A former Russian beauty queen has filmed a video of corpses piled high in a morgue as she tried to find the body of her dad who died from coronavirus.
Olga Kagarlitskaya, 37, filmed the shocking scene as she was collecting her dad’s body from a morgue in the city of Samara, in southwestern Russia.
It comes amid fears that Russia’s true death toll from the pandemic is up to three times as high as recorded in official statistics.
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On Monday, Russia reported a record high of 22,778 new coronavirus infections, including 6360 in the capital Moscow, bringing the national tally to 1,948,603.
Ms Kagarlitskaya said her dad, Gennady Kagarlitskaya, contracted coronavirus while working as an ambulance driver for COVID-19 patients.
As she was collecting her dad’s body, Ms Kagarlitskaya, who was Miss Samara 2005, ignored staff at the morgue who tried to stop her seeing how many corpses were piled up in black bags.
“Our official statistics are seven dead in Samara (from coronavirus),” she said in the video.
“Here we see far more than seven.”
Ms Kagarlitskaya said staff at the morgue in Samara told her they were handling more than 50 bodies of COVID-19 victims.
Her video comes after a former Russian government statistician alleged that the daily death toll figures in the country are “entirely false”.
Many officials are denying health workers – like Mr Kagarlitskaya – have died after contracting coronavirus to avoid making compensation payments of 2.7 million roubles ($A48,389), his daughter claimed.
“He fell ill at work, performing his duties,” Ms Kagarlitskaya said. “He was a military doctor, an officer. He came back from vacations and got sick at work.”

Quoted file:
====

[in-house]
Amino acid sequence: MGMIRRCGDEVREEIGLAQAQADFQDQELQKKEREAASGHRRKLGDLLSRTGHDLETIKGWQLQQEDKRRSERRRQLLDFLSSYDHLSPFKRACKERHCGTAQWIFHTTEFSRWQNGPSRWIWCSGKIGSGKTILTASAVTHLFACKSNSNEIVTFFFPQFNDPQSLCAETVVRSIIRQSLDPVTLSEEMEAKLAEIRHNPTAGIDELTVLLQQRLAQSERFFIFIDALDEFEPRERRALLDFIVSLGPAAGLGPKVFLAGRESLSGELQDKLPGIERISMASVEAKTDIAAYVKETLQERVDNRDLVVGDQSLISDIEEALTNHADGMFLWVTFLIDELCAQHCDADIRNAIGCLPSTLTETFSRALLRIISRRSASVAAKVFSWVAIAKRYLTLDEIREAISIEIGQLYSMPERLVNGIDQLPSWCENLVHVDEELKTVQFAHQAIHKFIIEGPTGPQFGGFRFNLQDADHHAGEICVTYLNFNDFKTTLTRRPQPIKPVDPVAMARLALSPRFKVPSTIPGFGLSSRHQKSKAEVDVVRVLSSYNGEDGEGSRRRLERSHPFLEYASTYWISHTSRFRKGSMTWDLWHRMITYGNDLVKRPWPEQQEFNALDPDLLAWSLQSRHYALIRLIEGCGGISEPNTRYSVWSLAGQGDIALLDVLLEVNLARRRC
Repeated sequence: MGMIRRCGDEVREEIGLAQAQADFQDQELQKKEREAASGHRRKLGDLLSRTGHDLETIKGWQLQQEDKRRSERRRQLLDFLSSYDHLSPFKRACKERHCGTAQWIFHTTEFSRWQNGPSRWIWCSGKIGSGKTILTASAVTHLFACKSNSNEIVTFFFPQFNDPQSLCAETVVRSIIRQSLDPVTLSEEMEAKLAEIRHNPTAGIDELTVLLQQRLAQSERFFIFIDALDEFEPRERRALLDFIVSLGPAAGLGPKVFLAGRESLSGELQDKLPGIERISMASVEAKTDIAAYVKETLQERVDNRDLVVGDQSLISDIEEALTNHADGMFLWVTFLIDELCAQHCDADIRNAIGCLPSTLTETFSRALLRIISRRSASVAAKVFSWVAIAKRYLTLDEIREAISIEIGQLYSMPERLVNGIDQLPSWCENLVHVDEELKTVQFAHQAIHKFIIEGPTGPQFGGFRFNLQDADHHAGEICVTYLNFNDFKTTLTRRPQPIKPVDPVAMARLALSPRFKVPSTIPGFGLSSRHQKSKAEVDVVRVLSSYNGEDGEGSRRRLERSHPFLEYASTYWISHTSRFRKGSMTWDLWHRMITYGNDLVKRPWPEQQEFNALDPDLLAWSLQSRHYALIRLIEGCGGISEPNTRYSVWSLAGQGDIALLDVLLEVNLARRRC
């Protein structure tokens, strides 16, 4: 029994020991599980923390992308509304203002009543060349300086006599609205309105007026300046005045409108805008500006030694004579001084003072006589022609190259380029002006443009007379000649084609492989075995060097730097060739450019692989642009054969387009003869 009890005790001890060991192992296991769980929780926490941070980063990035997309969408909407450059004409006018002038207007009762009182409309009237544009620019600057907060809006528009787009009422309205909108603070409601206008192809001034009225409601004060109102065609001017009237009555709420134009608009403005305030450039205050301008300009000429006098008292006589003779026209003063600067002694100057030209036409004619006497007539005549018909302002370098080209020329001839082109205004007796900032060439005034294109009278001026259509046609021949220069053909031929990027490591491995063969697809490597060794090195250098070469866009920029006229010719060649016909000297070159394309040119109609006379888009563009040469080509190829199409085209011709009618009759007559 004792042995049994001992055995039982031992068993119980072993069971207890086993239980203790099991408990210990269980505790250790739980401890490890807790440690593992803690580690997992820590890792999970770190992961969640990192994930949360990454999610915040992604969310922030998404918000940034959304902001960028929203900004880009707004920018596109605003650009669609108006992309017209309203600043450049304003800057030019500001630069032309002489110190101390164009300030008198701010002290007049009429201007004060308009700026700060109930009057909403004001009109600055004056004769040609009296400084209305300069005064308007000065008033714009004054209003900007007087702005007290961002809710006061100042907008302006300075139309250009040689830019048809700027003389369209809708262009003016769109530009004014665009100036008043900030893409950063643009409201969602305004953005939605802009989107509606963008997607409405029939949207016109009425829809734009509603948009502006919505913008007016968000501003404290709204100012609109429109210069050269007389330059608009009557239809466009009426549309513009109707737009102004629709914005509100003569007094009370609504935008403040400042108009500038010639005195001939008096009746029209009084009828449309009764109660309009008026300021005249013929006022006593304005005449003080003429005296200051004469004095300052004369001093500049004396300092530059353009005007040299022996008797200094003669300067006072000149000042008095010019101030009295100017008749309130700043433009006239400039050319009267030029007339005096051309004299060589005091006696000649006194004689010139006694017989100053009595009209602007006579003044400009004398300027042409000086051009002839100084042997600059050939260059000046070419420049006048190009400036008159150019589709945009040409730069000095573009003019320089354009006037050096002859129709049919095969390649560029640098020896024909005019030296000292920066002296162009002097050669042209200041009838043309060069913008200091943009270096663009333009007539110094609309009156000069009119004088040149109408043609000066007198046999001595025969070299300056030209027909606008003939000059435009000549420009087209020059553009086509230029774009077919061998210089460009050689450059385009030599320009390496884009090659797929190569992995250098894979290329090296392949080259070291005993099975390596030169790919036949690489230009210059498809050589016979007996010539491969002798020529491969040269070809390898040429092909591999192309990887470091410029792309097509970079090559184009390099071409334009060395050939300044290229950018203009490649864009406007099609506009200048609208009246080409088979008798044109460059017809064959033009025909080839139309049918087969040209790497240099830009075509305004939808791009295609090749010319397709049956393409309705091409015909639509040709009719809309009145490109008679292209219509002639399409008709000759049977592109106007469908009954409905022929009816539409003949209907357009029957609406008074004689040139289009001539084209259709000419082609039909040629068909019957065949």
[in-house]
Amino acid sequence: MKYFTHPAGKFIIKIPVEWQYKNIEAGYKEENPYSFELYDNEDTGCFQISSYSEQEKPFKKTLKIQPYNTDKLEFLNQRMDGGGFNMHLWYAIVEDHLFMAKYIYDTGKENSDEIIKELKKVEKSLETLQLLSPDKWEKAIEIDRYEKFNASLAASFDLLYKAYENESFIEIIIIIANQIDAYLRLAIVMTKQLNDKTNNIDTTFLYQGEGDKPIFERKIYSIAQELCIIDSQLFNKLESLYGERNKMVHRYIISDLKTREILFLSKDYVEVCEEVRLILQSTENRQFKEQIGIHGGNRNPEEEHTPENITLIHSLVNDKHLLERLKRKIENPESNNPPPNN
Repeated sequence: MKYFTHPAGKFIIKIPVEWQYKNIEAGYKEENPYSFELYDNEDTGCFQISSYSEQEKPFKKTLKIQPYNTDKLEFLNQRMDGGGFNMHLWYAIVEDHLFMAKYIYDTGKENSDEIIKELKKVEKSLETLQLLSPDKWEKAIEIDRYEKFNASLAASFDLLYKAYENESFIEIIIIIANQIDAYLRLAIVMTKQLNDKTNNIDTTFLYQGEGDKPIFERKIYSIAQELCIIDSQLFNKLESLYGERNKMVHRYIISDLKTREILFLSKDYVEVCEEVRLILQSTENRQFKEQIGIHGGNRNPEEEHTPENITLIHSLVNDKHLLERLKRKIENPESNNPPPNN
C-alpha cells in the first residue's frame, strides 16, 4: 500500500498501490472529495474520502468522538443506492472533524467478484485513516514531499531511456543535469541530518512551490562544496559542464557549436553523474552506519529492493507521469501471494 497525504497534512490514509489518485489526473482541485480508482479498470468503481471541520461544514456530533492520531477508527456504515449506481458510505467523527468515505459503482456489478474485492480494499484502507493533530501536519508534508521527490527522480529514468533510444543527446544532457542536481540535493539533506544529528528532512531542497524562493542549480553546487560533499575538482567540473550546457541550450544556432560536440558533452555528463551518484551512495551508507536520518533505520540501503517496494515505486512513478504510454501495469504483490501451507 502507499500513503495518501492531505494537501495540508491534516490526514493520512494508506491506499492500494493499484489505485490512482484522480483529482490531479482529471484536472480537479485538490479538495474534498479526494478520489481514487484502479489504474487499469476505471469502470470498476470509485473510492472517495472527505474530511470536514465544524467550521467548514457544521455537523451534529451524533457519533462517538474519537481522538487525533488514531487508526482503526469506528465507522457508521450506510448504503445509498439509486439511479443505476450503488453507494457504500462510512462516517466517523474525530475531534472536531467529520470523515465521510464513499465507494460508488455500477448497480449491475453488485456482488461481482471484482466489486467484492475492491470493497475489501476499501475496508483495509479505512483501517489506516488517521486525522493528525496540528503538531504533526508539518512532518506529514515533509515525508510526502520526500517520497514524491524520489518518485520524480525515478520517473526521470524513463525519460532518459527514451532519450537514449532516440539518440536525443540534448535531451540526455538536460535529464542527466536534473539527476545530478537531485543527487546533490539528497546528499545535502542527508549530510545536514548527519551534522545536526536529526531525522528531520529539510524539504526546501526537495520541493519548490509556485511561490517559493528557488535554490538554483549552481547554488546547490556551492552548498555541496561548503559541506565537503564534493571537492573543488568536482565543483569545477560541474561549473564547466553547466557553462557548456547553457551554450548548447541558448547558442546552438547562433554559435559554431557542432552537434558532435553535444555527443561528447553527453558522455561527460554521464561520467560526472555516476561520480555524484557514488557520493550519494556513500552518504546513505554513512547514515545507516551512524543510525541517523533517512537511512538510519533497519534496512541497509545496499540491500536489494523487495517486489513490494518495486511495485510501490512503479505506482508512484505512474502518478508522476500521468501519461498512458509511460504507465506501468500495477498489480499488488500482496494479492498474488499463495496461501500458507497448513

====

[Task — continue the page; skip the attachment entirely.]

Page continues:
Her dad was forced to wait two days for an ambulance to the military hospital where he had worked for 23 years, she said.
Once admitted to hospital, he was treated for more than two weeks. He was put on a ventilator, but later died.
She claims she was told by morgue workers that an operation is underway to falsify the death certificates of health workers, to suggest they died of causes other than coronavirus.
“A morgue employee told me that I cannot expect reliable and independent research (into the cause of death) as they focus on a call from above, on a conversation with the ministry, with Moscow,” she said.
“All this is done so as not to pay compensation to the families of medical workers who died performing their duties.”
Ms Kagarlitskaya’s complaints of an alleged cover-up are echoed by Alexey Raksha, 42, a former demographic forecaster at Russia’s Federal Statistics Service.
He quit in the summer after claiming COVID-19 data was being manipulated.
Russia’s daily death toll rose by 352 on Sunday, but Mr Raksha believes the real daily death toll is currently between 2400 and 2800.
Russia’s national coronavirus information centre has registered some 30,000 deaths, but state statistics agency Rosstat estimates the total number of coronavirus deaths between April and August, the latest month for which data is available, was 45,663.
Mr Raksha accused Russia’s “COVID dissident” leadership of “twisting” statistics to show that “things are better here than anywhere else”.
He said the true total should be “multiplied by three” – which would make it one of the worst in the world.
“I don’t think data related to public health or the death toll should be hidden away,” he told Bloomberg last month.
“It’s a throwback to some of the worst practices of the Soviet Union.”
Last month, a clip filmed by a morgue worker in the southern Siberian city of Novokuznetsk was leaked to social media via Telegram.
It showed around 50 bodies – most but not all in black bags – left in a corridor and a room usually used for post-mortem examinations.
Introducing the footage, the man is heard saying: “One minute in the life of a COVID morgue in Novokuznetsk city.”
Another clip emerged the week before showing some 30 corpses in black bags stashed in a basement in a hospital in the nearby city of Barnaul.
Other footage showed dozens of people suffering with COVID-19 symptoms in the town of Zheleznogorsk forced to queue in subzero temperatures to see a doctor.
This article originally appeared in The Sun and was reproduced with permission